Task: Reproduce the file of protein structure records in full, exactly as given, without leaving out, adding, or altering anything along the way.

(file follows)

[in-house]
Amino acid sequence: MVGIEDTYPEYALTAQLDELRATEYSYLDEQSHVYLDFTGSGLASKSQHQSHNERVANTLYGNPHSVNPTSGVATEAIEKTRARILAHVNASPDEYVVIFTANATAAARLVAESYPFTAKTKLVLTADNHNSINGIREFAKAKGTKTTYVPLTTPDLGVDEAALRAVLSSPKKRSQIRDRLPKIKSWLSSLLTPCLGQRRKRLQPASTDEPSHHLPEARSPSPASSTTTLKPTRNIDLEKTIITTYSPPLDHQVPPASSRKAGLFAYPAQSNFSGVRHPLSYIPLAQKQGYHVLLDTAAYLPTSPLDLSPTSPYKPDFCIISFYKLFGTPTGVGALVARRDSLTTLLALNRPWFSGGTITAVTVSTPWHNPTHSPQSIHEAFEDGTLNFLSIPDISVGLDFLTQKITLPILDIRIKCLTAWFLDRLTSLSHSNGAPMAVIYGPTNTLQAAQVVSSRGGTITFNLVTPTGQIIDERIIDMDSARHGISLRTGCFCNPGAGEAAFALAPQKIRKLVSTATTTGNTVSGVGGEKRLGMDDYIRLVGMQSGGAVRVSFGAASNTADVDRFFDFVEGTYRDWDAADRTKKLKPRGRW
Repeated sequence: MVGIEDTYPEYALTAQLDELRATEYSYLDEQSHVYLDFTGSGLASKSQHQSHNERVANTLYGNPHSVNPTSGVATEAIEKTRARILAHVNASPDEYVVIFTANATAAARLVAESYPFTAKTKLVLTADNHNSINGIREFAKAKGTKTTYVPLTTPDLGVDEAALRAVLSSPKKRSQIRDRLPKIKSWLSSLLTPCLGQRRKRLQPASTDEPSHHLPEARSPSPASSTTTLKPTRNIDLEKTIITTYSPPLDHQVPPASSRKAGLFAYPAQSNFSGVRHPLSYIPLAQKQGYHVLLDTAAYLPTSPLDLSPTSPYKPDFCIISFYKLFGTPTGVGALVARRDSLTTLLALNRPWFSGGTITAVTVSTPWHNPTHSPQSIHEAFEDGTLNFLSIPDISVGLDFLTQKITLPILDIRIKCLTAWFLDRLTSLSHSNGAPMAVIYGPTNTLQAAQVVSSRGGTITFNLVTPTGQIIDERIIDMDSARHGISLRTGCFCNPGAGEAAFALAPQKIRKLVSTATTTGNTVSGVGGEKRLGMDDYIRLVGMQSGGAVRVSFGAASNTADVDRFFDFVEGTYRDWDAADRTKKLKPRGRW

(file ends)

[in-house]
Amino acid sequence: MVGIEDTYPEYALTAQLDELRATEYSYLDEQSHVYLDFTGSGLASKSQHQSHNERVANTLYGNPHSVNPTSGVATEAIEKTRARILAHVNASPDEYVVIFTANATAAARLVAESYPFTAKTKLVLTADNHNSINGIREFAKAKGTKTTYVPLTTPDLGVDEAALRAVLSSPKKRSQIRDRLPKIKSWLSSLLTPCLGQRRKRLQPASTDEPSHHLPEARSPSPASSTTTLKPTRNIDLEKTIITTYSPPLDHQVPPASSRKAGLFAYPAQSNFSGVRHPLSYIPLAQKQGYHVLLDTAAYLPTSPLDLSPTSPYKPDFCIISFYKLFGTPTGVGALVARRDSLTTLLALNRPWFSGGTITAVTVSTPWHNPTHSPQSIHEAFEDGTLNFLSIPDISVGLDFLTQKITLPILDIRIKCLTAWFLDRLTSLSHSNGAPMAVIYGPTNTLQAAQVVSSRGGTITFNLVTPTGQIIDERIIDMDSARHGISLRTGCFCNPGAGEAAFALAPQKIRKLVSTATTTGNTVSGVGGEKRLGMDDYIRLVGMQSGGAVRVSFGAASNTADVDRFFDFVEGTYRDWDAADRTKKLKPRGRW
Repeated sequence: MVGIEDTYPEYALTAQLDELRATEYSYLDEQSHVYLDFTGSGLASKSQHQSHNERVANTLYGNPHSVNPTSGVATEAIEKTRARILAHVNASPDEYVVIFTANATAAARLVAESYPFTAKTKLVLTADNHNSINGIREFAKAKGTKTTYVPLTTPDLGVDEAALRAVLSSPKKRSQIRDRLPKIKSWLSSLLTPCLGQRRKRLQPASTDEPSHHLPEARSPSPASSTTTLKPTRNIDLEKTIITTYSPPLDHQVPPASSRKAGLFAYPAQSNFSGVRHPLSYIPLAQKQGYHVLLDTAAYLPTSPLDLSPTSPYKPDFCIISFYKLFGTPTGVGALVARRDSLTTLLALNRPWFSGGTITAVTVSTPWHNPTHSPQSIHEAFEDGTLNFLSIPDISVGLDFLTQKITLPILDIRIKCLTAWFLDRLTSLSHSNGAPMAVIYGPTNTLQAAQVVSSRGGTITFNLVTPTGQIIDERIIDMDSARHGISLRTGCFCNPGAGEAAFALAPQKIRKLVSTATTTGNTVSGVGGEKRLGMDDYIRLVGMQSGGAVRVSFGAASNTADVDRFFDFVEGTYRDWDAADRTKKLKPRGRW